Poster: Automated Analysis of Privacy Requirements for Mobile Apps (PDF)

Sebastian Zimmeck is a postdoc in computer science at Carnegie Mellon University. His research interests are web privacy and security, particularly from a machine learning perspective. Before coming to Carnegie Mellon, Mr. Zimmeck studied computer science at Columbia University. He also studied information privacy and intellectual property law and practiced in these areas as an attorney with Freshfields Bruckhaus Deringer. The research presented was funded by the National Science Foundation, Defense Advanced Research Projects Agency, and the Air Force Research Laboratory.

Co-authors: co-authors: Ziqi Wang (Carnegie Mellon University), Lieyong Zou (Carnegie Mellon University), Roger Iyengar (Washington University in St. Louis), Bin Liu (Carnegie Mellon University), Florian Schaub (University of Michigan), Shomir Wilson (University of Cincinnati), Norman Sadeh (Carnegie Mellon University), Steven M. Bellovin (Columbia University), Joel Reidenberg (School of Law, Fordham University)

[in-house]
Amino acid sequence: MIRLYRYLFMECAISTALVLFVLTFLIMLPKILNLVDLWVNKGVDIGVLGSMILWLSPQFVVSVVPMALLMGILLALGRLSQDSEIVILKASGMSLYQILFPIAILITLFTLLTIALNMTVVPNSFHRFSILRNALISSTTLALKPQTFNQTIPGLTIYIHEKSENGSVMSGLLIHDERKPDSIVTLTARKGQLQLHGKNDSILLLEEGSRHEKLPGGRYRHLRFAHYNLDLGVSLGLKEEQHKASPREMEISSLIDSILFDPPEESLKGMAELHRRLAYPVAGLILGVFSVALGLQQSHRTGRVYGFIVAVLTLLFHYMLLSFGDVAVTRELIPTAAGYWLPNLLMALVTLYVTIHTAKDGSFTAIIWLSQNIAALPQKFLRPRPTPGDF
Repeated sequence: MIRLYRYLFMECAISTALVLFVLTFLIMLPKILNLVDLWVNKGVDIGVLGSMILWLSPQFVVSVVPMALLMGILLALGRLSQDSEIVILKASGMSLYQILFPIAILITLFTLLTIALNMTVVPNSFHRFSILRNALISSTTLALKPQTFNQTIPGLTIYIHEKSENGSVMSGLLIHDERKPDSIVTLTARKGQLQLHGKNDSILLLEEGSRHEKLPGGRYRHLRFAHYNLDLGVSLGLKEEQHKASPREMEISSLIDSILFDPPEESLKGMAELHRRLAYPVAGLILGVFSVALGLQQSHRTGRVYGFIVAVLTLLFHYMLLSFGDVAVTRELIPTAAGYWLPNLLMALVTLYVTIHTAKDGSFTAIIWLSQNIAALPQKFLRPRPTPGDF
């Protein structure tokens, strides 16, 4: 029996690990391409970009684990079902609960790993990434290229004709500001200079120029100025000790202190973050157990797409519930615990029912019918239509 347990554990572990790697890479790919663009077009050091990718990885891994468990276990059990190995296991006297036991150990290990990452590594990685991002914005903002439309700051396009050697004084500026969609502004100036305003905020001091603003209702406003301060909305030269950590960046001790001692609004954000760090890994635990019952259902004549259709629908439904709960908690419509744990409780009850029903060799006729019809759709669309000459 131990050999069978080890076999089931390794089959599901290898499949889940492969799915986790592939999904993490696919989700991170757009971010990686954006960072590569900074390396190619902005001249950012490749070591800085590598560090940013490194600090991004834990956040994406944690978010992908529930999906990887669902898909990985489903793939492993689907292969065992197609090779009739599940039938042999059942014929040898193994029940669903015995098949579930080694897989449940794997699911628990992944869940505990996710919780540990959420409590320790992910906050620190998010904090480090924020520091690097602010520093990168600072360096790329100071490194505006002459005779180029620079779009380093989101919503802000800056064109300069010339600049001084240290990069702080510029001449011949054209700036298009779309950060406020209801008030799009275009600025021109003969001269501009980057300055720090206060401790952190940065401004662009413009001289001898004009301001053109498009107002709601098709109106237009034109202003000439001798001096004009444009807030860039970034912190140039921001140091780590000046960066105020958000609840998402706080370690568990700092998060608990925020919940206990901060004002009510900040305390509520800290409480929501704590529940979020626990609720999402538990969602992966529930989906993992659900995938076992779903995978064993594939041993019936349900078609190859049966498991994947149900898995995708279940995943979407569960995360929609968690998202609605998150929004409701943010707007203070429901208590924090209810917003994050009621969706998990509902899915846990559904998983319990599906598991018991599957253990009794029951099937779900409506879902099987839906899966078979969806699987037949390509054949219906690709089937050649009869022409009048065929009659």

The Creation and Analysis of a Website Privacy Policy Corpus

Sebastian Zimmeck, Carnegie Mellon University

Poster: The Creation and Analysis of a Website Privacy Policy Corpus (PDF)

Sebastian Zimmeck is a postdoc in computer science at Carnegie Mellon University. His research interests are web privacy and security, particularly from a machine learning perspective. Before coming to Carnegie Mellon, Mr. Zimmeck studied computer science at Columbia University. He also studied information privacy and intellectual property law and practiced in these areas as an attorney with Freshfields Bruckhaus Deringer. The research presented was funded by the National Science Foundation, Defense Advanced Research Projects Agency, and the Air Force Research Laboratory.

Co-authors: Shomir Wilson (University of Cincinnati), Florian Schaub (Carnegie Mellon University), Aswarth Abhilash Dara (Carnegie Mellon University), Frederick Liu (Carnegie Mellon University), Sushain Cherivirala (Carnegie Mellon University), Pedro Giovanni Leon (Stanford University), Mads Schaarup Andersen (Carnegie Mellon University), Kanthashree Mysore Sathyendra (Carnegie Mellon University), N. Cameron Russell (Fordham University School of Law), Thomas B. Norton (Fordham University School of Law), Eduard Hovy (Carnegie Mellon University), Joel Reidenberg (Fordham University School of Law), and Norman Sadeh (Carnegie Mellon University)